Please find in the following some posts about R Programming and visualization of data and models that I bookmarked over the last 2 months and that are definitively worth looking at!
Data Visualization cheatsheet – ggplot2
An R Studio update is coming with loads of new features such as this neat update….
How to Layout and Design an Infographic or what I see: How to make your conference poster completely in R and so that you can easily adapt it for future conferences
Why the Ban on P-Values? And What Now?
Going deeper with dplyr: New features in 0.3 and 0.4 (video tutorial)
Creating composite figures with ggplot2 for reproducible research
A Compendium of Clean Graphs in R
An introduction to ggplot with Myfanwy Johnston
Analytical Minds – All about data analysis (Part 3b: EDA with ggplot2)
1. Data Visualization cheatsheet – ggplot2
The powerful cheatsheet series by RStudio continues!
Print this out and put it next to your monitor. It will make your PhD easier.
We’ve added a new cheatsheet to our collection. Data Visualization with ggplot2 describes how to build a plot with ggplot2 and the grammar of graphics. You will find helpful reminders of how to use:
- coordinate systems
- position adjustments
- legends, and
The cheatsheet also documents tips on zooming.
Download the cheatsheet here.
2. An R Studio update is coming with loads of new features such as this neat update:
SMARTER COMPLETION ENGINE
Previously RStudio only completed variables that already existed in the global environment, now completion is done based on source code analysis so is provided even for objects that haven’t been fully evaluated:
You can download a preview here: http://www.rstudio.com/products/rstudio/download/preview/
3. How to Layout and Design an Infographic or what I see: How to make your conference poster completely in R and so that you can easily adapt it for future conferences
Imagine not having to wrestle with layouting problems anymore. You can work towards that with LateX, R Markdown etc or you can take an approach like this with R packages like grid and ggplot2.
Contains the code to make the following:
By: Al-Ahmadgaid Asaad
4. Why the Ban on P-Values? And What Now?
Just recently, the editors of the academic journal Basic and Applied Social Psychology have decided to ban p-values: that’s right, the nexus for inferential decision making… gone! This has created quite a fuss among anyone who relies on significance testing and p-values to do research (especially those, presumably, in social psychology who were hoping to submit a paper to that journal any time soon). The Royal Statistical Society even shared six interesting letters from academics to see how they felt about the decision.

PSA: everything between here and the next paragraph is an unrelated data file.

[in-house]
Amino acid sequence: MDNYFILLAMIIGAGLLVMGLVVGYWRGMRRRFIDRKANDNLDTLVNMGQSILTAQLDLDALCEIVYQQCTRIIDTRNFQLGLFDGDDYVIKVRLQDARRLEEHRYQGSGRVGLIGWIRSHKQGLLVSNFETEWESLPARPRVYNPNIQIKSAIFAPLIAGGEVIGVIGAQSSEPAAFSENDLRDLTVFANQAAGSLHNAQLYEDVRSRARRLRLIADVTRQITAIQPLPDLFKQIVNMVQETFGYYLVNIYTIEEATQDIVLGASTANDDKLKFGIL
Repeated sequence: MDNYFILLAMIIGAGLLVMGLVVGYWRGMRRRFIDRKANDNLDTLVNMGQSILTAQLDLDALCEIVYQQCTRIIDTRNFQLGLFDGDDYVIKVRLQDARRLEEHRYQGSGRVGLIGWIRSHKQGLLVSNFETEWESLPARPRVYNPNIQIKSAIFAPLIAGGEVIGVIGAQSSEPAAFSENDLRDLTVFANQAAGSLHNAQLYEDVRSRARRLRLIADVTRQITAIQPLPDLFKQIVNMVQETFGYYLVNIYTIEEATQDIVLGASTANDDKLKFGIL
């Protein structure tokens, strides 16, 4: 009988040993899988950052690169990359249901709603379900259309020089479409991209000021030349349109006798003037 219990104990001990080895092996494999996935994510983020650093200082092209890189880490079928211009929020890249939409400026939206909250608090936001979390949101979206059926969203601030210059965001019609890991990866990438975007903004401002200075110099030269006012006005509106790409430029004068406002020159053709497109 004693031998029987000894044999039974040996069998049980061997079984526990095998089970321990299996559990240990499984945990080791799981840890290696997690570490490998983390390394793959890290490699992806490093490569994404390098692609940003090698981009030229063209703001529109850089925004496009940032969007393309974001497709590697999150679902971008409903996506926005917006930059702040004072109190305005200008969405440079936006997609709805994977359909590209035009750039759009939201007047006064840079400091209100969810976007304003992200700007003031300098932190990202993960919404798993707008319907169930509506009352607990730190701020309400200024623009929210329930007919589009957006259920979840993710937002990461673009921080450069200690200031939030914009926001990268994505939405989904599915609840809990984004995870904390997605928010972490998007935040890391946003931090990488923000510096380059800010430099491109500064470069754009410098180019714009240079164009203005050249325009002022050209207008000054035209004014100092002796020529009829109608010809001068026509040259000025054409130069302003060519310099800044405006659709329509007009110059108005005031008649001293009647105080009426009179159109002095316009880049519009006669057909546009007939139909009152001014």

By: NICOLE RADZIWILL
5. Going deeper with dplyr: New features in 0.3 and 0.4 (video tutorial)
If you saw my last reblog about dplyr, then this is the update for you. Here all the new features are discussed.
Table of contents
This new tutorial runs 37 minutes, but if you only want to watch a particular section, simply click the topic below and it will skip to that point in the video:
- Introduction (starts at 0:00)
- Loading dplyr and the nycflights13 dataset (starts at 1:12)
- Choosing columns: select, rename(starts at 2:28)
- Choosing rows: filter, between, slice, sample_n, top_n, distinct(starts at 5:40)
- Adding new variables: mutate, transmute, add_rownames(starts at 12:38)
- Grouping and counting: summarise, tally, count, group_size, n_groups, ungroup(starts at 15:20)
- Creating data frames: data_frame(starts at 23:01)
- Joining (merging) tables: left_join, right_join, inner_join, full_join, semi_join, anti_join(starts at 25:28)
- Viewing more output: print, View(starts at 31:29)
- Resources (starts at 34:41)
By Kevin Markham
6. Creating composite figures with ggplot2 for reproducible research
Being able to make a figure such as the following might come in handy over time (the blog includes the R code):
By: Michael Kuhn
7. A Compendium of Clean Graphs in R
This is an incredible resource! Loads of clean graphs including R code such as this one:
When done right, graphs can be appealing, informative, and of considerable value to an academic article. Unfortunately, researchers generally suck at making good graphs. I surmise that this is because researchers do not completely master their graphing software, and they are either too lazy or too busy to change this state of affairs. Consequently, the graphs that researchers produce are often no more than a distortion of the ideal Platonian graph that the researcher had in mind.
This compendium facilitates the creation of good graphs by presenting a set of concrete examples, ranging from the trivial to the advanced. The graphs can all be reproduced and adjusted by copy-pasting code into the R console.
Almost every example in this compendium is driven by the same philosophy: A good graph is a simple graph, in the Einsteinian sense that a graph should be made as simple as possible, but not simpler
By: Various Authors
8. An introduction to ggplot with Myfanwy Johnston
A video tutorial on ggplot including this neat infographic explaining the syntax. Ggplot seems complex at first but mastering it will enable you to make the best figures!
By: Noam Ross
9. Analytical Minds – All about data analysis
Part 3b: EDA with ggplot2
Another blog on ggplot2 with good explanations and R code. Check also out part 1 (Introduction) and 2 (Data preparation) that were posted earlier!
By: Pedro M.